Once an email leaves the mail server, it essentially travels through a public network (Internet cloud) to reach the recipient server. Most organisations would like to ensure that this information travels in an encrypted form so that it cannot be tampered with or viewed by unauthorised agents.
There are three ways to do this:
1. Encrypt the channel between the sending server and receiving server:
Most MTAs are capable of using installed digital certificates to encrypt mail while sending and similarly most MTAs can receive encrypted mail. However since the mails can travel virtually anywhere in the world and can be received by a wide variety of unknown servers its not possible to enforce this encryption.
The sending server requests the recipient server for an encrypted connection and if it gets an affirmative reply, the channel is secured by appropriate handshakes. However if the recipient server is incapable of receiving encrypted traffic (rare in today’s environments), the mail is sent in plain text itself.
Essentially we are securing the SMTP traffic between the servers over port 25.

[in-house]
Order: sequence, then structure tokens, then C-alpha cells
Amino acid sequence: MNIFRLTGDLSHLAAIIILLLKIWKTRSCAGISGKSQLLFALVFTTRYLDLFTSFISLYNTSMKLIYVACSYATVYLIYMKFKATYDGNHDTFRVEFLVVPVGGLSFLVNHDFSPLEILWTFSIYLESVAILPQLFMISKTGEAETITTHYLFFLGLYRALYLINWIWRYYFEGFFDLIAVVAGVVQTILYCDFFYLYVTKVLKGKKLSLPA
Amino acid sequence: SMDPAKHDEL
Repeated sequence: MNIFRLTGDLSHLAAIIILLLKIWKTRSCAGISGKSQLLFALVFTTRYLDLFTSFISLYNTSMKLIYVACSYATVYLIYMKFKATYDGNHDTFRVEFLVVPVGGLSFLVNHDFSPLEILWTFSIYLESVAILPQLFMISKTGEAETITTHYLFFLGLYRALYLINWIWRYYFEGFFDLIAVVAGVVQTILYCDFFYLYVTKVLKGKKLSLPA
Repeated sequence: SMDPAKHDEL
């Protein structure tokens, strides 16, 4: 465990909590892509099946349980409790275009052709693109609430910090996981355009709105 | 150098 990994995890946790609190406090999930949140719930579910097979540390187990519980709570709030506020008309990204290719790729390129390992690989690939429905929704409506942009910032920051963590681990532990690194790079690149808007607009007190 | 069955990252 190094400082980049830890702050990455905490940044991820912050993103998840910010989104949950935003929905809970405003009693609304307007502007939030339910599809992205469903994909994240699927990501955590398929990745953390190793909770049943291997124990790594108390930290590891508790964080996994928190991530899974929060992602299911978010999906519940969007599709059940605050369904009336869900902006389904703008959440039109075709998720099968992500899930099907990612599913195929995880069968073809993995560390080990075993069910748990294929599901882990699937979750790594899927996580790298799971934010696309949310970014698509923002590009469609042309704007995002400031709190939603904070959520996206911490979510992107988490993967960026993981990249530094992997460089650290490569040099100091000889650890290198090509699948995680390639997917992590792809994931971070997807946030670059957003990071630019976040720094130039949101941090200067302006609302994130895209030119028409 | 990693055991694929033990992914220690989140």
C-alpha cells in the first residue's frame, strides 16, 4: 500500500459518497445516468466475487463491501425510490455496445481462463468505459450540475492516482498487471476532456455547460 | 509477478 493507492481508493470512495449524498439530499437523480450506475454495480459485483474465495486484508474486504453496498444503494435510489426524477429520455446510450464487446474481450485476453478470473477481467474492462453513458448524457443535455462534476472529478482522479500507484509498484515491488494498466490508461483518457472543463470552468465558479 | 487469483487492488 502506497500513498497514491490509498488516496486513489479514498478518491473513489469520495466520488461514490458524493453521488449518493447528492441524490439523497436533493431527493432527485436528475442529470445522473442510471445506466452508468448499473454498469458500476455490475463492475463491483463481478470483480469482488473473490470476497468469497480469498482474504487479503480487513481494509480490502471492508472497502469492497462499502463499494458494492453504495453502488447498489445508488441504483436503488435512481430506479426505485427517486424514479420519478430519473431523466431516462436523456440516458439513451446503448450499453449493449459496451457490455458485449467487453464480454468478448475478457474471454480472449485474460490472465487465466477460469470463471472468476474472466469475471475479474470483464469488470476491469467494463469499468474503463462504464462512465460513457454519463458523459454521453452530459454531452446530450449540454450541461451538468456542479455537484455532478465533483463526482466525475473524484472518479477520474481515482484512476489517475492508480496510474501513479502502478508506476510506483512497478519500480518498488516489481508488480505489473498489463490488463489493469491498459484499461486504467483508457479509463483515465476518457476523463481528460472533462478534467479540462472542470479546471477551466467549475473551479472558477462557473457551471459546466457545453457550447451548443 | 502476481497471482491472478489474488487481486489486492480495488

This requires that the sending server install a trusted digital certificate and do the necessary configuration to enable the MTA to send encrypted mail.
2. Encrypt the mail between two or more users.
This is a more involved and complicated method which requires the procurement and installation of PKI certificates for each user who wants to send encrypted mail. This is essentially a client function and the server has no role to play in this.
Essentially it’s a one to one encryption of the email flow, where the sender (user) composes a mail and selects the “digitally sign” and “digitally encrypt” option in the email client software (like Outlook, Thunderbird etc). The client uses the private key of the sender to encrypt and sign the mail before sending it. On the recipient end, the client uses the sender’s public key (stored in the recipients address book by an initial handshake) to decrypt the email.
This method is useful for sending highly classified information between a group of users (like scientists, labs, government agencies etc) on an ongoing and regular basis.
3. Encrypt the client to server communication
We can take this a step further and also encrypt the connections between the clients and the server since its quite possible that the clients will access the server over a public network.
For this the sending and receiving protocols are configured to work over TLS (Transport level security).
Digital certificates can be deployed on the server and the following protocols can be secured
- SMTP (so that desktop clients like Outlook, Thunderbird, etc will connect to the server over an encrypted channel)
- IMAPS (Secured IMAP)
- POPS (Secured POP)
- HTTPS (Secured web access)